Quinoa is increasingly gaining acceptance as a non-kitniyot food among Ashkenazic Jews who are tired of eating potatoes during the entire week of Passover. Although the OU (Orthodox Union) had refrained many years from endorsing quinoa for Passover, they reversed their stand in 2014, joining other reliable kashrut agencies (Star-K and cRc) in certifying that quinoa is “Kosher for Passover”. Still, many contemporary halachic authorities do not sanction this trend.
The controversy over quinoa stems from the fact that the prohibition of kitniyot on Pesach started as a minhag [=custom] which developed and spread over time. As such, there is no definitive source that defines the scope of the prohibition.
Let’s examine some of the common arguments for and against the use of quinoa on Pesach.
Not a Legume
Kitniyot is the Hebrew term for “legumes”. Botanically, quinoa is not a legume so we would expect it to be permitted on Passover. True, according to some opinions, all legumes are forbidden on Pesach, but not only legumes. Rice, mustard and sunflower seeds are examples of non-legumes that are universally accepted as kitniyot. It is clear that within the context of Pesach, the kitniyot category takes on a much wider interpretation.
Quinoa’s non-legume status is helpful, but not sufficient, in keeping it out of the kitniyot category.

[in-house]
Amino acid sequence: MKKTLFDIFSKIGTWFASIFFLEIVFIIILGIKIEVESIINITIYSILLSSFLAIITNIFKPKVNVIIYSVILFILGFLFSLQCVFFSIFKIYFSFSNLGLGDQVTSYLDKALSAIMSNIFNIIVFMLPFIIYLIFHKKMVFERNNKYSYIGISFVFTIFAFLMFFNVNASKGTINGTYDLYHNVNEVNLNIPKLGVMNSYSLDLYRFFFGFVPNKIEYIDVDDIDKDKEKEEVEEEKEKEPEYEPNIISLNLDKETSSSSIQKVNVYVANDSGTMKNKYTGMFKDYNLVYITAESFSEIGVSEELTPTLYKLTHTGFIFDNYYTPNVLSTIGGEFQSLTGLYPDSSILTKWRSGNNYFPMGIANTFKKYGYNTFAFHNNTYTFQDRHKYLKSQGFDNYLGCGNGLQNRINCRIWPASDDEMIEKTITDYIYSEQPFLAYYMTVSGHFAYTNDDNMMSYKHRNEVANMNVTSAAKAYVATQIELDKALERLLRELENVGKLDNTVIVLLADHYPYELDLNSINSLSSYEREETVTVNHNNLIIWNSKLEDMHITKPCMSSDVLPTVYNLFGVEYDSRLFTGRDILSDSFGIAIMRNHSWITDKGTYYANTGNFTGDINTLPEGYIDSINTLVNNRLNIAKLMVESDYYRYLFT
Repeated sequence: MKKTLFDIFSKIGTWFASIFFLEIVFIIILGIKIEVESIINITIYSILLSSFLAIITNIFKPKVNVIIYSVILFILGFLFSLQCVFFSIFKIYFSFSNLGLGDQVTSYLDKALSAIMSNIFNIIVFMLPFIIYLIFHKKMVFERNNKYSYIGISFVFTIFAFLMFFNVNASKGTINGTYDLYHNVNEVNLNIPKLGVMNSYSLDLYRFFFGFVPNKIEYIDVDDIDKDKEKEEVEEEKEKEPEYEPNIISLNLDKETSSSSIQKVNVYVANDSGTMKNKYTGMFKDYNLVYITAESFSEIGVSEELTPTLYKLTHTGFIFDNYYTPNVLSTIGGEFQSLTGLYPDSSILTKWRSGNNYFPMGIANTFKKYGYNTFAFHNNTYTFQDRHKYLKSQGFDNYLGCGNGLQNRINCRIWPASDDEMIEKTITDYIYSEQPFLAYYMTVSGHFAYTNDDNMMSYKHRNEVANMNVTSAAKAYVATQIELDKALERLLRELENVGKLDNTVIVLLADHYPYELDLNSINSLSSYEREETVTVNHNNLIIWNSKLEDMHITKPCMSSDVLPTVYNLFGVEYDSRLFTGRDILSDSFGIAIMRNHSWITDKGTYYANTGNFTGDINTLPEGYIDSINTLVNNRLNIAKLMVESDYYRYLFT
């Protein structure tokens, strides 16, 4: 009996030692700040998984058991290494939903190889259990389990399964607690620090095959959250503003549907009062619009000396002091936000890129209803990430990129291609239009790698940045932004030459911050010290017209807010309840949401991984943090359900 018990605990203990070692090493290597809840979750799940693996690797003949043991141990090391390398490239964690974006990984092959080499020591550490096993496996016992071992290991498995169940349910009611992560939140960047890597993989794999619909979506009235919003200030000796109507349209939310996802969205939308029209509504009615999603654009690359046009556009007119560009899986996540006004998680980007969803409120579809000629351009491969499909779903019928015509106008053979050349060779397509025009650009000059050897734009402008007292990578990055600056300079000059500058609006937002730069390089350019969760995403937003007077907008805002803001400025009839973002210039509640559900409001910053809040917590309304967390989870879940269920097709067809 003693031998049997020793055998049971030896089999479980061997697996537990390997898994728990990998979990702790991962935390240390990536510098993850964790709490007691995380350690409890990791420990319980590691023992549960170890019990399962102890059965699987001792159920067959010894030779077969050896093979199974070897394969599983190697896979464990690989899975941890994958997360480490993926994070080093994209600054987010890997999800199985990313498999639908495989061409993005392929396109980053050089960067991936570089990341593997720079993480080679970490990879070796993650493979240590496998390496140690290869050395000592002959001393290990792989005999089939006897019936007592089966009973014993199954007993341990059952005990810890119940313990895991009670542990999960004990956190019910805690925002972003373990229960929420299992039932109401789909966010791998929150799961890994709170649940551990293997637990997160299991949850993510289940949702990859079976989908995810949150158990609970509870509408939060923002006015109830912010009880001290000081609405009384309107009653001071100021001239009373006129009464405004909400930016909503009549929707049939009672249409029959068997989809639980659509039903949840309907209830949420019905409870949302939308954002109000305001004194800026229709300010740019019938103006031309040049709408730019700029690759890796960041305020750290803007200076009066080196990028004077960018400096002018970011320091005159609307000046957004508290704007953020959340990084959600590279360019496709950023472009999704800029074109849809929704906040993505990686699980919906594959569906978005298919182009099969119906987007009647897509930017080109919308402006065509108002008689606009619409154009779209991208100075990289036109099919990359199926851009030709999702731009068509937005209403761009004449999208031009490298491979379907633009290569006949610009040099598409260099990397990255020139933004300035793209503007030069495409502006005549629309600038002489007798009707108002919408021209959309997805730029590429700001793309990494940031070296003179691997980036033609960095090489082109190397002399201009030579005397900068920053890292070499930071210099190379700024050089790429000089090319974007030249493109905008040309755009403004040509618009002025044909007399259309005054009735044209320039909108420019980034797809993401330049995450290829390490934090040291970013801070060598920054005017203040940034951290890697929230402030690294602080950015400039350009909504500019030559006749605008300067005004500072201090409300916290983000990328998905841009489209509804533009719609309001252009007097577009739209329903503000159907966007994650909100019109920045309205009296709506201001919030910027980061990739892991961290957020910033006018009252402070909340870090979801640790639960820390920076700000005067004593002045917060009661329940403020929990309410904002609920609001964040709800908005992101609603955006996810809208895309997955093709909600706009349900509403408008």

Rambam, in a context not related to Pesach , defines kitniyot as all types of seeds commonly eaten by men excluding grain (wheat, rye, barley, oats, and spelt). Seeds of plants grown primarily as vegetables or for their edible fruit are not kitniyot. Applying this definition to Pesach, some poskim [=halachic authorities] prohibit all legumes, sunflower seeds, poppy seeds, mustard, peanuts and the like. This definition does not differentiate between seeds used for making flour or cereals and those eaten raw or used for seasoning. Tomatoes and cucumbers are permitted since they are grown for the fruit – not the seeds.
Quinoa is certainly kitniyot by this definition since it is grown mainly for its edible seeds.
Grows like grain and used like grain
One of the earliest sources that refer to the ban on kitniyot during Pesach is the Mordechai. He lists three reasons why kitniyot are prohibited:
- They are cooked as cereals.
- They are harvested like grain (gathered into piles)
- They are ground into flour and used for baking bread.
The Mordechai mentions that it is proper to avoid all legumes on Pesach and adds that mustard seeds, which are not legumes, should also be avoided because they are harvested like grains. We can learn from here that the ban on kitniyot includes all legumes plus any other food that meets at least one of these criteria. In fact, some communities abstained from eating potatoes because potato flour is used for baking bread or cake.
Since quinoa meets all three of these criteria, it is not surprising that many contemporary poskim prohibit its use on Passover despite the fact that it is not a legume. 
Intermingling With Forbidden Grains
Another reason for banning kitniyot is that they often grow in proximity to other grains which get intermixed with the kitniyot and are difficult to spot even under careful inspection. One tiny barley kernel that escapes inspection and gets cooked on Pesach, can render an entire pot of food chametz along with all the utensils that were used.